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Washington State's legal pot shops open for business

First Retail Marijuana Stores Open In Washington State

David Ryder/Getty Images

Customers shop for marijuana at Top Shelf Cannabis, a retail marijuana store, on July 8, 2014 in Bellingham, Washington. Top Shelf Cannabis was the first retail marijuana store to open today in Washington state, nearly a year and a half after the state's voters chose to legalize marijuana.

Rethinking Pot Washington

Elaine Thompson/AP

Cannabis City owner James Lathrop briefly leans against the exterior of his new recreational marijuana store Monday, July 7, 2014, in Seattle. The shop will be the first and, initially, only store in Seattle to legally sell recreational pot when sales begin Tuesday.

Rethinking Pot Washington

Elaine Thompson/AP

Cannabis City owner James Lathrop gestures as he stands in the middle of his new marijuana shop days before the grand opening Wednesday, July 2, 2014, in Seattle. Empty display cases behind him are expected to be filled with pot for sale beginning Tuesday, July 8, the first day that recreational marijuana can legally be sold in Washington state. Lathrop is expected to be the first licensed retailer in Seattle.

Today, Washington State becomes the second state in the U.S. — after Colorado — to allow the sale of cannabis for recreational use.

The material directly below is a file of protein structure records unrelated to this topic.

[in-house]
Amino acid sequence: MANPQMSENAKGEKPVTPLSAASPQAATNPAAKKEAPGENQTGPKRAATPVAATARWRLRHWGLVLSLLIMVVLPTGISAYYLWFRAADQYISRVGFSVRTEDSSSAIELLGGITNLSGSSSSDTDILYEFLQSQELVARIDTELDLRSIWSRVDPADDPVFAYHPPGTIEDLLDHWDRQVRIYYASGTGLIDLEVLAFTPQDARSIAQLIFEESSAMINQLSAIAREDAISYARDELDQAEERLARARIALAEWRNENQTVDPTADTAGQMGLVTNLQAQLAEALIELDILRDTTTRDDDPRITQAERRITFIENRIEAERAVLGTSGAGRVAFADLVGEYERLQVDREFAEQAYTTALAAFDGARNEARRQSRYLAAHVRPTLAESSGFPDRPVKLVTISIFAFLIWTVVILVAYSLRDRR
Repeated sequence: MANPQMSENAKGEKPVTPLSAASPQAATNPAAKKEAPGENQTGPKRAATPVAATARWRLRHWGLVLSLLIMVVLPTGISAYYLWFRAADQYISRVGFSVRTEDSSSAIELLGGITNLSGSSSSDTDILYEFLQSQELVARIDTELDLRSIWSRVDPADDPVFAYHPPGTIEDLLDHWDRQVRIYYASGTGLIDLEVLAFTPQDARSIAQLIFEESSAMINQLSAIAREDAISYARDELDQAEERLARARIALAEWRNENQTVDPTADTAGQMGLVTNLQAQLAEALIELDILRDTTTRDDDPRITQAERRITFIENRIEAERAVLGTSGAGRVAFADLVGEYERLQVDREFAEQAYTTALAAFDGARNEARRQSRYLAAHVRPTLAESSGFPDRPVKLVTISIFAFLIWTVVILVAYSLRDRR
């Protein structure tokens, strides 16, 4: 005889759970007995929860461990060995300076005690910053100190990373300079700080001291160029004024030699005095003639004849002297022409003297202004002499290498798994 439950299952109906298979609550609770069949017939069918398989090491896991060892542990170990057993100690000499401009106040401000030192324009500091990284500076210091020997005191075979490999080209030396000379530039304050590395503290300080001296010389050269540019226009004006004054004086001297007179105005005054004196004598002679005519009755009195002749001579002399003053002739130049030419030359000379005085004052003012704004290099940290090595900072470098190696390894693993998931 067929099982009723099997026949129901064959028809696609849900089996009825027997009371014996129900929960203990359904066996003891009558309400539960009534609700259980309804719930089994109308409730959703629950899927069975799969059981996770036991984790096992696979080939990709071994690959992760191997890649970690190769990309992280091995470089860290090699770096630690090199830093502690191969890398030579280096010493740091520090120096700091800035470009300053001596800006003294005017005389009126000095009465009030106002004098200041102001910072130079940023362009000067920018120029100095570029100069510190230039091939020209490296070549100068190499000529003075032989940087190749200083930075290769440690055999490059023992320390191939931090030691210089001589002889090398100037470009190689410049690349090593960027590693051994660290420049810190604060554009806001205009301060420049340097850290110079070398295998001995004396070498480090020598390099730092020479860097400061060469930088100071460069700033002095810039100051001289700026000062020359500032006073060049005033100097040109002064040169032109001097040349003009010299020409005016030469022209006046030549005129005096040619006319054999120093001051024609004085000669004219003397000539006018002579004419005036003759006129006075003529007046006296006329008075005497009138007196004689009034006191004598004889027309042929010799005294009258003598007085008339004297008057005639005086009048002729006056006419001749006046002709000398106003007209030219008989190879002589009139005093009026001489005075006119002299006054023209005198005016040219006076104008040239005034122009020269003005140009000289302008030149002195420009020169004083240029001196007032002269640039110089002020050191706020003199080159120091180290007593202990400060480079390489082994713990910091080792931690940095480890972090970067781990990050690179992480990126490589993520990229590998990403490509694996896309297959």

Yesterday, the state began issuing licenses to vendors, but the rollout in the Evergreen State already looks much different than it did in Colorado.

"Colorado had an existing medical marijuana system that was regulated, so they had a built in," said  Derek Wang of public radio station KUOW. "They could basically switch over to their recreational system."

In Washington State on the other hand, they had to start from scratch. They had to learn about pot, how to do background checks, which business models might work best, because not just anyone can grow, distribute and sell weed.

Also, Washington issued its legal pot licenses via a lottery system, without giving already open medicinal marijuana businesses a competitive edge. More than 2,000 people applied for retail licenses, while only about 334 were actually issued.

"There are three different licenses. One for retailers, another for processors, and a different one for growers," said Wang. "For retail applicants, people had to submit business plans, they had to talk about security measures, and I think at the processors level and retail level they had to have their facilities inspected."

These regulations caused delays for some businesses. In Seattle, with a population of around 634,000 people, only one store open for business on day one. 

Cannabis City, located in the industrial SODO neighborhood, is the sole legal pot shop in Seattle ready to open its doors on Tuesday. The shop's owner, James Lathrop, has been preparing through the night for the barrage of customers, setting up crowd control measures, ordering a portable toilet and hiring food trucks. 

The supply of legal weed is scarce. There have only been 440 pounds of marijuana grown so far this year because the licenses to grow weren't handed out until March and it takes at least four months to grow pot.

Regardless, people are coming from around the country says Wang. Even though only five retail shops have opened up in Washington state.

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